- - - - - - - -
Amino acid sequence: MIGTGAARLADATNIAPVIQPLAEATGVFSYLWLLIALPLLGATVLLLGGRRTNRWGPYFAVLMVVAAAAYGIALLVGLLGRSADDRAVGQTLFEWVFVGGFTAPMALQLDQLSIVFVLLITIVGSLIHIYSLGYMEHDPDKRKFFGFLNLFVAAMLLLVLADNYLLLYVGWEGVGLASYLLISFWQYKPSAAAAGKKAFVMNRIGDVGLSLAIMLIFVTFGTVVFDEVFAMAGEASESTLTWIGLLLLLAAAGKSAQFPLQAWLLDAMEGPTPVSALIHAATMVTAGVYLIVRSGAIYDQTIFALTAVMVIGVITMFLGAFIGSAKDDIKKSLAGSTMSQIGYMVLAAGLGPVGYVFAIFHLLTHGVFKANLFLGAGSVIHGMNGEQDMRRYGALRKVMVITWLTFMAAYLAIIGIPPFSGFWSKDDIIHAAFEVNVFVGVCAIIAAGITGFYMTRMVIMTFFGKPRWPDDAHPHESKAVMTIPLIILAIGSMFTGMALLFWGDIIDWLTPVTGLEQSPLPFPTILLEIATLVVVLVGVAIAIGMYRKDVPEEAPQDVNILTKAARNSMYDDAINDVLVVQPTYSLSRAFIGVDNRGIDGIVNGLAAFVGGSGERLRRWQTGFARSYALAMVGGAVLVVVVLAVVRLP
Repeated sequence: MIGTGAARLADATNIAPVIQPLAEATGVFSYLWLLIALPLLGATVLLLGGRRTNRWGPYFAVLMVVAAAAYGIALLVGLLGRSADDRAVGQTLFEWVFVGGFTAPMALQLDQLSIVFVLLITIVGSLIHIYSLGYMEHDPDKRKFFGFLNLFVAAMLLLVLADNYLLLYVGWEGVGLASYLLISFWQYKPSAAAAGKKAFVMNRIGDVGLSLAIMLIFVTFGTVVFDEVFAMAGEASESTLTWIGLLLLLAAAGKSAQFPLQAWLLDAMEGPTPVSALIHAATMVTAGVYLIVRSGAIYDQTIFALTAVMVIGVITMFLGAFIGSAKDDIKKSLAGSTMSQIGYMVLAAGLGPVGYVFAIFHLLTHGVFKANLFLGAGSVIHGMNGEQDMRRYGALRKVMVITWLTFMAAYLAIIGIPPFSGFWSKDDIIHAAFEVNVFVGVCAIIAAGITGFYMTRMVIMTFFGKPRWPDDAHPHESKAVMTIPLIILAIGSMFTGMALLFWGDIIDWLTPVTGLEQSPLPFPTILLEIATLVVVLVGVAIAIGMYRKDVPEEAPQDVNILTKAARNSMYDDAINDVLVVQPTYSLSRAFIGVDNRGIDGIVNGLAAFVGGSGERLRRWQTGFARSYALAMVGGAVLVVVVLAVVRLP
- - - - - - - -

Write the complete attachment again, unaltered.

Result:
Amino acid sequence: MIGTGAARLADATNIAPVIQPLAEATGVFSYLWLLIALPLLGATVLLLGGRRTNRWGPYFAVLMVVAAAAYGIALLVGLLGRSADDRAVGQTLFEWVFVGGFTAPMALQLDQLSIVFVLLITIVGSLIHIYSLGYMEHDPDKRKFFGFLNLFVAAMLLLVLADNYLLLYVGWEGVGLASYLLISFWQYKPSAAAAGKKAFVMNRIGDVGLSLAIMLIFVTFGTVVFDEVFAMAGEASESTLTWIGLLLLLAAAGKSAQFPLQAWLLDAMEGPTPVSALIHAATMVTAGVYLIVRSGAIYDQTIFALTAVMVIGVITMFLGAFIGSAKDDIKKSLAGSTMSQIGYMVLAAGLGPVGYVFAIFHLLTHGVFKANLFLGAGSVIHGMNGEQDMRRYGALRKVMVITWLTFMAAYLAIIGIPPFSGFWSKDDIIHAAFEVNVFVGVCAIIAAGITGFYMTRMVIMTFFGKPRWPDDAHPHESKAVMTIPLIILAIGSMFTGMALLFWGDIIDWLTPVTGLEQSPLPFPTILLEIATLVVVLVGVAIAIGMYRKDVPEEAPQDVNILTKAARNSMYDDAINDVLVVQPTYSLSRAFIGVDNRGIDGIVNGLAAFVGGSGERLRRWQTGFARSYALAMVGGAVLVVVVLAVVRLP
Repeated sequence: MIGTGAARLADATNIAPVIQPLAEATGVFSYLWLLIALPLLGATVLLLGGRRTNRWGPYFAVLMVVAAAAYGIALLVGLLGRSADDRAVGQTLFEWVFVGGFTAPMALQLDQLSIVFVLLITIVGSLIHIYSLGYMEHDPDKRKFFGFLNLFVAAMLLLVLADNYLLLYVGWEGVGLASYLLISFWQYKPSAAAAGKKAFVMNRIGDVGLSLAIMLIFVTFGTVVFDEVFAMAGEASESTLTWIGLLLLLAAAGKSAQFPLQAWLLDAMEGPTPVSALIHAATMVTAGVYLIVRSGAIYDQTIFALTAVMVIGVITMFLGAFIGSAKDDIKKSLAGSTMSQIGYMVLAAGLGPVGYVFAIFHLLTHGVFKANLFLGAGSVIHGMNGEQDMRRYGALRKVMVITWLTFMAAYLAIIGIPPFSGFWSKDDIIHAAFEVNVFVGVCAIIAAGITGFYMTRMVIMTFFGKPRWPDDAHPHESKAVMTIPLIILAIGSMFTGMALLFWGDIIDWLTPVTGLEQSPLPFPTILLEIATLVVVLVGVAIAIGMYRKDVPEEAPQDVNILTKAARNSMYDDAINDVLVVQPTYSLSRAFIGVDNRGIDGIVNGLAAFVGGSGERLRRWQTGFARSYALAMVGGAVLVVVVLAVVRLP